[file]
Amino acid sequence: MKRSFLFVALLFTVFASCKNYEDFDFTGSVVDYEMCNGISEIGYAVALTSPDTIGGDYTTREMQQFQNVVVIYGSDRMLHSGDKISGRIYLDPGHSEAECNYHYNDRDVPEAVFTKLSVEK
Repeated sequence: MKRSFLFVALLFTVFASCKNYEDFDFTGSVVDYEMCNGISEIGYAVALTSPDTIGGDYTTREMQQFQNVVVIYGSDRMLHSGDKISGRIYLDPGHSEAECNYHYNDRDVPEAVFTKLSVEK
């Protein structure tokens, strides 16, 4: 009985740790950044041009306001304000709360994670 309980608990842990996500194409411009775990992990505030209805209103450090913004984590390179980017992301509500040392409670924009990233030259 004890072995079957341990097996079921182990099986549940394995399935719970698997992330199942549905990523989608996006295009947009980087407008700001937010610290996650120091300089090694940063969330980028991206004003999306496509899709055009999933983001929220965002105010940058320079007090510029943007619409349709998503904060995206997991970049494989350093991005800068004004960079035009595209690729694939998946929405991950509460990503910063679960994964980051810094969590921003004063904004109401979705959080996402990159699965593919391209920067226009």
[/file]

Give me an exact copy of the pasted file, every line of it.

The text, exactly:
Amino acid sequence: MKRSFLFVALLFTVFASCKNYEDFDFTGSVVDYEMCNGISEIGYAVALTSPDTIGGDYTTREMQQFQNVVVIYGSDRMLHSGDKISGRIYLDPGHSEAECNYHYNDRDVPEAVFTKLSVEK
Repeated sequence: MKRSFLFVALLFTVFASCKNYEDFDFTGSVVDYEMCNGISEIGYAVALTSPDTIGGDYTTREMQQFQNVVVIYGSDRMLHSGDKISGRIYLDPGHSEAECNYHYNDRDVPEAVFTKLSVEK
């Protein structure tokens, strides 16, 4: 009985740790950044041009306001304000709360994670 309980608990842990996500194409411009775990992990505030209805209103450090913004984590390179980017992301509500040392409670924009990233030259 004890072995079957341990097996079921182990099986549940394995399935719970698997992330199942549905990523989608996006295009947009980087407008700001937010610290996650120091300089090694940063969330980028991206004003999306496509899709055009999933983001929220965002105010940058320079007090510029943007619409349709998503904060995206997991970049494989350093991005800068004004960079035009595209690729694939998946929405991950509460990503910063679960994964980051810094969590921003004063904004109401979705959080996402990159699965593919391209920067226009």